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Silicon Valley Bank

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Foto: Reuters

On March 10, U.S. banking regulators closed the Silicon Valley Bank (SVB) after it suffered a rapid collapse. 

Founded in 1983, SVB was the bank to the U.S. tech industry and was the bank for half of all U.S. venture finance backed start-ups. According to reports, SVB had deposits from over 2500 venture capital firms. SVB had assets of $209 billion, and deposits of $175 billion.

What happened?

Simply, the SVB ran out of cash.

It had had a large cash supply on hand before the US Federal Reserve began hiking interest rates. At that time, interest rates were low, and SVB management decided to invest its cash in long term bonds. 

When interest rates began to rise, the economy and access to venture funding started to slow. Many of the startups banking at SVB needed to draw much more cash to cover their expenses. SVB found itself in a situation where it had to sell some of the bonds to boost their cash reserves in light of increased client needs to access to their deposits to meet payrolls and pay other expenses owing to creditors and suppliers.

SVB could not meet the demand for cash since it was locked into bonds which due to rising interest rates had lost value. They now needed to raise funds to cover their losses.

In today’s volatile post-Covid financial world, with almost instant social media communications investors quickly lost confidence in SVB. Through on-line banking, clients immediately moved to transfer their deposits out, further depleting the bank’s cash reserves. Things moved too quickly and SVB had no chance to manage this run on depositors’ assets.

SVB was the 16th largest U.S. bank, and this is the worst banking collapse since the great recession of 2008.

The Federal Deposit Insurance Corporation (FDIC) insures deposits up to $250,000. However, depositors are asking what happens to the billions not covered by FDIC insurance.

As stated above, companies will not be able to meet payroll, millions will suffer, and the impact on the economy could be serious. U.S. banks have lost over $100 billion in stock market value since Friday, and European banks some $50 billion, according to Reuters.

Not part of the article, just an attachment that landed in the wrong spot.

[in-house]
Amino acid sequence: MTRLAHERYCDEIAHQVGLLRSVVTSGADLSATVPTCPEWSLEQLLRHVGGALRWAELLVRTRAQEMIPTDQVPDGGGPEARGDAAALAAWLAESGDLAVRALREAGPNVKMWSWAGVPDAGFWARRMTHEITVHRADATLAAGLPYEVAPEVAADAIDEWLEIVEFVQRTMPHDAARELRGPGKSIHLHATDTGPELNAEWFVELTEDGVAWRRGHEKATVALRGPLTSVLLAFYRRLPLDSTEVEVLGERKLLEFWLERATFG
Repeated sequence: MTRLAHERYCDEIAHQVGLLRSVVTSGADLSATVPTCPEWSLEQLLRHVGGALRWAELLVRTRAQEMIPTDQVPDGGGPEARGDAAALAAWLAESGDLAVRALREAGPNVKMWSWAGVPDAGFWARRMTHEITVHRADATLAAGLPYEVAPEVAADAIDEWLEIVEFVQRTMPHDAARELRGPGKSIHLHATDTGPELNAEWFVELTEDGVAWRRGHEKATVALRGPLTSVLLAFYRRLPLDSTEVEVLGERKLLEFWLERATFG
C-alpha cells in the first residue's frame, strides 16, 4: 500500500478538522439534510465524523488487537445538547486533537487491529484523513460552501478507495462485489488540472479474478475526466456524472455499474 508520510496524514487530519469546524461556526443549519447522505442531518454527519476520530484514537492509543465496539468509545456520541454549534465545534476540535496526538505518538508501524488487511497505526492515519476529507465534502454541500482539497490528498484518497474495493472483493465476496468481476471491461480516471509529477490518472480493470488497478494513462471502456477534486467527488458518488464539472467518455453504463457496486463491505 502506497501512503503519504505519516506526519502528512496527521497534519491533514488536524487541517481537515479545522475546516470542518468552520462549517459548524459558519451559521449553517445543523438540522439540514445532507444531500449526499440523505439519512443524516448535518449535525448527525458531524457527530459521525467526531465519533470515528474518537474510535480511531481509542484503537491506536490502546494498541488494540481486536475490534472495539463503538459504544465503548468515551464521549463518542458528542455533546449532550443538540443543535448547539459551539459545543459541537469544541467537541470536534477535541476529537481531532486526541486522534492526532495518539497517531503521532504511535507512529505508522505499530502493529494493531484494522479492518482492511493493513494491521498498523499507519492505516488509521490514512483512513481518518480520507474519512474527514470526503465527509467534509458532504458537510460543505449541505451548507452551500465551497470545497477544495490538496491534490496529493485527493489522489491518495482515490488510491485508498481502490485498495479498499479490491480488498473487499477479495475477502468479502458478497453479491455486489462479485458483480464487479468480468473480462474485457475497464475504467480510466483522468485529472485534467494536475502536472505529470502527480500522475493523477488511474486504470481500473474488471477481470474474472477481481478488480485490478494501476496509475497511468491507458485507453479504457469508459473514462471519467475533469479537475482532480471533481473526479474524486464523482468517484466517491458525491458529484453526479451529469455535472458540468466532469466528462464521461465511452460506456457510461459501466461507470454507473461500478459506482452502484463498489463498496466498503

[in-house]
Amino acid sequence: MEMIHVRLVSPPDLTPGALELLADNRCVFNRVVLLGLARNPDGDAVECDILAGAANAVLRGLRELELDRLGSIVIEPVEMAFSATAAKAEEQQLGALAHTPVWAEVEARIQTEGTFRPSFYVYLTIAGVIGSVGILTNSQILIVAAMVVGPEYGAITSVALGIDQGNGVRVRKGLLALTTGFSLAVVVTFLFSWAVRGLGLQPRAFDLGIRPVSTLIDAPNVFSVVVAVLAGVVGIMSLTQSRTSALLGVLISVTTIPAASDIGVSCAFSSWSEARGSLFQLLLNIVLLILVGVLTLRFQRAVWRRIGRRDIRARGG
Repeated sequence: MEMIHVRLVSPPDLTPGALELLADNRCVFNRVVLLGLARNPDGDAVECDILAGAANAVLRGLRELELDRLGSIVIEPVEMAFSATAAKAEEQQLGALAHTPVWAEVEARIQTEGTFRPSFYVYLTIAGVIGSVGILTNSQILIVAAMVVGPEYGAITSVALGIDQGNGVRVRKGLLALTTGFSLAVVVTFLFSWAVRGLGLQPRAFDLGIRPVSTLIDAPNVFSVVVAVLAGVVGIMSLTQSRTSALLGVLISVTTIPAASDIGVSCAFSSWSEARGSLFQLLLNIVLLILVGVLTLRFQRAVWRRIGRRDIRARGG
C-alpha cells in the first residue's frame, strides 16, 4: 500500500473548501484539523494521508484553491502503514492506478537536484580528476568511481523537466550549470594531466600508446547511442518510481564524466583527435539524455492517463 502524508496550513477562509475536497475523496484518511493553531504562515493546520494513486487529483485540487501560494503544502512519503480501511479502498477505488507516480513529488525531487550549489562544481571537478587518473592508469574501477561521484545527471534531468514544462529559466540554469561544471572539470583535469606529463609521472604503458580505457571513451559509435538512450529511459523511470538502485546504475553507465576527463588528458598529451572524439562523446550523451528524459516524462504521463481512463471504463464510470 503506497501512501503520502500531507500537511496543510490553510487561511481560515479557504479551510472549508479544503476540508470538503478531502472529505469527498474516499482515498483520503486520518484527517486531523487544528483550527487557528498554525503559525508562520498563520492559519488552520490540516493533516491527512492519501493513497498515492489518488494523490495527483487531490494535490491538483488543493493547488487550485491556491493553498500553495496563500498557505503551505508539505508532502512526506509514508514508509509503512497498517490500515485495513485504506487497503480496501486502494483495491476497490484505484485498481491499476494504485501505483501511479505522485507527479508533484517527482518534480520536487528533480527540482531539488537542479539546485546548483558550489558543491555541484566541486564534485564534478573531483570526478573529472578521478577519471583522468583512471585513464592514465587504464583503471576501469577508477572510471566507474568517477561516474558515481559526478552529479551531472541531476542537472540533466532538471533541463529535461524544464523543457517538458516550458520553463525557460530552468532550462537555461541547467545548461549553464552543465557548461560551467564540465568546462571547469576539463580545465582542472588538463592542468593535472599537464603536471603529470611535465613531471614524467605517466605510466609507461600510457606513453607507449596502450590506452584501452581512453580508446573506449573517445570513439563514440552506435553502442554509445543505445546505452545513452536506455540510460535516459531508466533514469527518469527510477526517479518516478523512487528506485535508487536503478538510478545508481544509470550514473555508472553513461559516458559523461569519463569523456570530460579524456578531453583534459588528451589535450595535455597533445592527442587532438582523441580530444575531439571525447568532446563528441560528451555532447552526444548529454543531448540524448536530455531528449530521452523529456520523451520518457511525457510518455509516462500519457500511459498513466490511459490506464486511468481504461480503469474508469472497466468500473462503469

Does the Biden administration face a major financial crisis? 

According to the Wall Street Journal, Mr. Biden said that deposits in SVB were safe, and customers would have access to their money starting Monday and no losses would be borne by taxpayers. It is too early to tell but for most agree that these were the necessary steps to take. 

How will all this play politically in the run-up to the 2024 elections? 

Sen. Elizabeth Warren (D., Mass.) said the recent bank failures “are the direct result of leaders in Washington weakening the financial rules,” and she called for repealing the 2018 law and changing deposit insurance rules. “Never again should large companies with billions in unsecured deposits expect, or receive, free support from the government,” she wrote in a New York Times opinion article.

President Biden told NBC News that,"During the Obama-Biden administration, we put in place tough requirements on banks, like Silicon Valley Bank and Signature Bank, including the Dodd-Frank law to make sure that the crisis we saw in 2008 would not happen again. Unfortunately, the last administration rolled back some of these requirements. I’m going to ask Congress and the banking regulators to strengthen the rules for banks to make it less likely this kind of bank failure would happen again and to protect American jobs and small businesses."

How Republicans and Democrats deal with this crisis in the run up to the 2024 election will be telling. 

It was President Trump who rolled back tough requirements on banks. It is the Republicans who have a double standard when it comes to government intervention. When it comes to helping the poor, they stand steadfastly against it. When it comes to tax breaks for the rich or bailing out companies in trouble, they are all for it.

Republicans will have to explain how their mantra of fewer government regulations actually works in favor of the taxpayer. That could cost them many votes at the political center – essential for a presidential election win.

Democrats should not gloat. They will have to show how government spending can achieve social goals without increasing the already high national debt or inflation.

There is a lesson for all in this affair: government has to regulate key sectors of the economy to a degree that avoids similar situations, but also has to regulate spending as well.

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Keep reading: The ''state'' of Israel

 

Edición: Laura Espejo


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